- Posted March 21, 2014 by
Nowruz, the Persian New Year at the spring vernal equinox
In harmony with the rebirth of nature, the Iranian New Year Celebration or Nowruz always begins on the first day of spring. For Iranians Nowruz is the celebration of life and its arrival following the winter is considered as the harmony between nature and culture.
Nowruz is celebrated and observed by Iranian peoples and has spread in many other parts of the world. Nowruz marks the first day of spring and the beginning of the year in Iranian calendar.
The term Nowruz in writing, first appeared in Persian records in the second century AD, but it was also an important day during the time of the Achaemenids), where kings from different nations under the Persian empire used to bring gifts to the emperor of Persia on Nowruz.
The UN's General Assembly in 2010 recognized the International Day of Nowruz, describing it a spring festival of Persian origin which has been celebrated for over 3,000 years.
Nowrūz was officially registered on the UNESCO List of the Intangible Cultural Heritage of Humanity.
Nowruz' comes from two words, now, meaning new and ruz meaning day.
In harmony with the rebirth of nature, the Iranian New Year Celebration or Nowruz always begins on the first day of spring.
Norooz ceremonies are symbolic representations of two ancient concepts: the End and the Rebirth.
Haft Sin or the seven 'S's is a major tradition of Nowruz. The haft sin table includes seven specific items starting with the letter 'S' or Sin (س) in the Persian alphabet. The items symbolically correspond to seven creations and holy immortals protecting them. The Haft Sin has evolved over time, but has kept its symbolism. Traditionally, families attempt to set as beautiful a Haft Sīn table as they can, as it is not only of traditional and spiritual value, but also noticed by visitors during Nowruzi visitations and is a reflection of their good taste.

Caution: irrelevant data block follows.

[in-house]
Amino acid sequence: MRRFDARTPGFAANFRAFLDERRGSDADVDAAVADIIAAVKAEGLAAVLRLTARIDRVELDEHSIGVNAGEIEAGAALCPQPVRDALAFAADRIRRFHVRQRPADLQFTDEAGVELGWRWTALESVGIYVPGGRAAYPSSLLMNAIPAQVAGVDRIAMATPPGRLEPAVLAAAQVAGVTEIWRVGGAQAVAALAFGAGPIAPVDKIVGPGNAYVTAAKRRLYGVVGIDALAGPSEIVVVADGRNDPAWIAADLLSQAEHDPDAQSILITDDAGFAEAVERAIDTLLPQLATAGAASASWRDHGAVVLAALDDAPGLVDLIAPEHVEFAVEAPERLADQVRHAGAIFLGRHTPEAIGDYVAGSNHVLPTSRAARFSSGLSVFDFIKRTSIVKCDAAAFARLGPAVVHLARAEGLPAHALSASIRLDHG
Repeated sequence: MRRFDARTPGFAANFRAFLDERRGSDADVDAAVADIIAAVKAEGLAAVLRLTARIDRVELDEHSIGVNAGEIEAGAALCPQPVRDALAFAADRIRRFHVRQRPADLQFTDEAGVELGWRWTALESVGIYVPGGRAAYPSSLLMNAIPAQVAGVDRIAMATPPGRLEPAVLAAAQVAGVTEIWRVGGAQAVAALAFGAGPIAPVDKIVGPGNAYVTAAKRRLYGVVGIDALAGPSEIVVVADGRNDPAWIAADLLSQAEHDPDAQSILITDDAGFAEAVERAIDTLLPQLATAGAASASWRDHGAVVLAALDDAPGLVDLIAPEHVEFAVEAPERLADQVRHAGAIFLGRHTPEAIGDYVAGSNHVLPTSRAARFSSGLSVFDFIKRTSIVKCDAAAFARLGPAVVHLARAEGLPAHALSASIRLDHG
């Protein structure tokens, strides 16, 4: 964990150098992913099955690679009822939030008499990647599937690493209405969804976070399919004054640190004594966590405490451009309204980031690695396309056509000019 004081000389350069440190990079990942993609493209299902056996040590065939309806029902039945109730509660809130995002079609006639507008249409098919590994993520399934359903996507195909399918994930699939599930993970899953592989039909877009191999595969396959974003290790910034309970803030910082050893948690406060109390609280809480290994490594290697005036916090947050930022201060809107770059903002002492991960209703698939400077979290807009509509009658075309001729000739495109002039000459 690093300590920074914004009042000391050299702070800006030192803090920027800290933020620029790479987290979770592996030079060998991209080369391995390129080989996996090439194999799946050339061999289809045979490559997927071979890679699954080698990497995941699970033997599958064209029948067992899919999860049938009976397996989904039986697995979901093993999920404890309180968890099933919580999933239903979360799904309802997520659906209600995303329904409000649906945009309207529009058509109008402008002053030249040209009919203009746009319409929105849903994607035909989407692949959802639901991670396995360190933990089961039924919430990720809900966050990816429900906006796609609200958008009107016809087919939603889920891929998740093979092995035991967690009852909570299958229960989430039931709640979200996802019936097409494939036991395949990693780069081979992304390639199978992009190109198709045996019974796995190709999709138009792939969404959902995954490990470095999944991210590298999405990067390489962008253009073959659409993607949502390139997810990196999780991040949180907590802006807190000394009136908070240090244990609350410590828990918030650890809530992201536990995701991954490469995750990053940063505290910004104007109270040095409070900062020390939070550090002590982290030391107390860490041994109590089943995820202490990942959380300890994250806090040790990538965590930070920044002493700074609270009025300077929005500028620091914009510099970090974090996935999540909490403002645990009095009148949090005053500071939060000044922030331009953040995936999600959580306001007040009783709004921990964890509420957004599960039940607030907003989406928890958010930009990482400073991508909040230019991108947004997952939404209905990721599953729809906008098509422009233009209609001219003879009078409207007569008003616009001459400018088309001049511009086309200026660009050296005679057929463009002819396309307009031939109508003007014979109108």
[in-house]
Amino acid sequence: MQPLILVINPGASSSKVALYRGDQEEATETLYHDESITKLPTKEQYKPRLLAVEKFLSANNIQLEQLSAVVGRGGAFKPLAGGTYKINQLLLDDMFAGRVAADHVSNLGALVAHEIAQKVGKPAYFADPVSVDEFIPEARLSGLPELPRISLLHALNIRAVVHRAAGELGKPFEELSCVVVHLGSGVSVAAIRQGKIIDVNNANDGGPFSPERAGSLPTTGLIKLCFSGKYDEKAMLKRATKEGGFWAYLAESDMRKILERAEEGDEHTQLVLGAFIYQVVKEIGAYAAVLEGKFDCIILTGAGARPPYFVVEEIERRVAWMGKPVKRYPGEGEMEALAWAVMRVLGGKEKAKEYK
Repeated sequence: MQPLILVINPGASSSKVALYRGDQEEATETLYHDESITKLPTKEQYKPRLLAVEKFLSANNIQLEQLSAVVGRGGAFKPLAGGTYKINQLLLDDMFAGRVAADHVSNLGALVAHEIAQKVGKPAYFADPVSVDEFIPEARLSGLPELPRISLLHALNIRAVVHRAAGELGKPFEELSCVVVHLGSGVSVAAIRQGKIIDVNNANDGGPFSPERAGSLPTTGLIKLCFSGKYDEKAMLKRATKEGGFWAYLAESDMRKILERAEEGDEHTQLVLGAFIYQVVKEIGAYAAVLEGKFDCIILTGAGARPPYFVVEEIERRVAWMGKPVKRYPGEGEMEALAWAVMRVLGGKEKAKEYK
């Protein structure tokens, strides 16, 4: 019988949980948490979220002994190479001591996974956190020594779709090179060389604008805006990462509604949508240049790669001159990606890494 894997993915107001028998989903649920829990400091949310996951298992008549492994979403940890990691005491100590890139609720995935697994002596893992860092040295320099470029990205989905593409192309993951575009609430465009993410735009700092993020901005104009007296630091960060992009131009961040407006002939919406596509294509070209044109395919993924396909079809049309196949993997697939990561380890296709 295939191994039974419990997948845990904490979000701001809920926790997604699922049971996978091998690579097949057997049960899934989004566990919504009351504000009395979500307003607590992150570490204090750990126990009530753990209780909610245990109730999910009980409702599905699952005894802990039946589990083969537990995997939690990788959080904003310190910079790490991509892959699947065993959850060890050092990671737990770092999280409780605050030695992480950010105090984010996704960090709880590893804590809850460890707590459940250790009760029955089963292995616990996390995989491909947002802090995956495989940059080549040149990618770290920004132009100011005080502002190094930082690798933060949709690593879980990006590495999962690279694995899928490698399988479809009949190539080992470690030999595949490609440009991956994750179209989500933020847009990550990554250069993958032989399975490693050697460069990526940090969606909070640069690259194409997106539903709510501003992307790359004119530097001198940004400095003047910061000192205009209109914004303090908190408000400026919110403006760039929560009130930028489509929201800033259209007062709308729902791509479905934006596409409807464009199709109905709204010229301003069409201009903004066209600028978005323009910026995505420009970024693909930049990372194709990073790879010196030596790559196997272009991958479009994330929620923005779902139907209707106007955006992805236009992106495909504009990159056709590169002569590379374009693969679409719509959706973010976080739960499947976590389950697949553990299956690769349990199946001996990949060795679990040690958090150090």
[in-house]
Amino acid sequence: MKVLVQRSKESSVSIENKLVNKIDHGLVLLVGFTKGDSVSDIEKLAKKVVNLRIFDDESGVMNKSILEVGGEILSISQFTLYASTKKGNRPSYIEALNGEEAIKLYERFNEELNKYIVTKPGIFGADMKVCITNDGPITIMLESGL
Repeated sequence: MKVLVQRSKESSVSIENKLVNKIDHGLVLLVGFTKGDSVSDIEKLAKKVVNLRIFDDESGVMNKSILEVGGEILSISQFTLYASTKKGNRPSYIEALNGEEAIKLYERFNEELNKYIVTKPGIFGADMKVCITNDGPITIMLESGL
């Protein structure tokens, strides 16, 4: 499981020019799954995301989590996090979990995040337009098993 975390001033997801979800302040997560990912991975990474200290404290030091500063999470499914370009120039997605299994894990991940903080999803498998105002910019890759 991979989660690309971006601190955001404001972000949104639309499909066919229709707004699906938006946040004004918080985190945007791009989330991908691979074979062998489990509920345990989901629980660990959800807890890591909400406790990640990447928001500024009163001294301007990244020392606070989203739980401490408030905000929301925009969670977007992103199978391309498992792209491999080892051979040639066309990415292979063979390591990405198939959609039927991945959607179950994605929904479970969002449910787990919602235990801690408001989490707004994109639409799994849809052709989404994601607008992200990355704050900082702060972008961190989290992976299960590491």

The items include:
• sabzeh - symbolizing rebirth
• samanu -symbolizing affluence
• senjed - symbolizing love
• sīr - symbolizing medicine
• sīb - symbolizing beauty and health
• somaq - symbolizing (the color of) sunrise
• serkeh - symbolizing age and patience
The traditional herald of the Nowruz season is a man called Hājī Fīrūz (or Khwāja Pīrūz).
He usually uses face paint to make his skin black (black is an ancient Persian symbol of good luck—maybe from their black bird) and wears a red costume. Then he sings and dances through the streets with tambourines and trumpets spreading good cheer and heralds the coming of the New Year
We will open the book. Its pages are all blank. We are going to put words on them. The book is called Opportunity and the first chapter of it is the New Year's Day…wish you a year full of love, challenges and responsibilities., A year to remember and a year to build upon.
May your Nowruz be glorious and may all your days be Nowruz